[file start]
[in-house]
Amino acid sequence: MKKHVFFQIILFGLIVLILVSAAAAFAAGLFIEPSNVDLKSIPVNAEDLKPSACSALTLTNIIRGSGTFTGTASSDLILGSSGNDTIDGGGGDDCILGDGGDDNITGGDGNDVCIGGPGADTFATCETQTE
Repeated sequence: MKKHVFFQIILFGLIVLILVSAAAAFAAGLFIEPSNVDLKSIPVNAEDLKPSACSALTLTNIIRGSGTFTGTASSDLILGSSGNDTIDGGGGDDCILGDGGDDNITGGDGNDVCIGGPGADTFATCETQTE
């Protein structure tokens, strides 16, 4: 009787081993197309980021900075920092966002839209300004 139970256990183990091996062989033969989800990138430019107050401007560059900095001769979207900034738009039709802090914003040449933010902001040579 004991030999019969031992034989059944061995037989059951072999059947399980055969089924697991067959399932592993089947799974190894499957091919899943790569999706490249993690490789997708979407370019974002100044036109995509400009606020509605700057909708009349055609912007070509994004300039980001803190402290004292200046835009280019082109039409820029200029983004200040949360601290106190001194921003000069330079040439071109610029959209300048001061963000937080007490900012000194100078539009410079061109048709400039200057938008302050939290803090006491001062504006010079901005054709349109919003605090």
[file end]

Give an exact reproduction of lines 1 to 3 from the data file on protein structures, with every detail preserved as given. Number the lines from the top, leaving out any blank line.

[in-house]
Amino acid sequence: MKKHVFFQIILFGLIVLILVSAAAAFAAGLFIEPSNVDLKSIPVNAEDLKPSACSALTLTNIIRGSGTFTGTASSDLILGSSGNDTIDGGGGDDCILGDGGDDNITGGDGNDVCIGGPGADTFATCETQTE
Repeated sequence: MKKHVFFQIILFGLIVLILVSAAAAFAAGLFIEPSNVDLKSIPVNAEDLKPSACSALTLTNIIRGSGTFTGTASSDLILGSSGNDTIDGGGGDDCILGDGGDDNITGGDGNDVCIGGPGADTFATCETQTE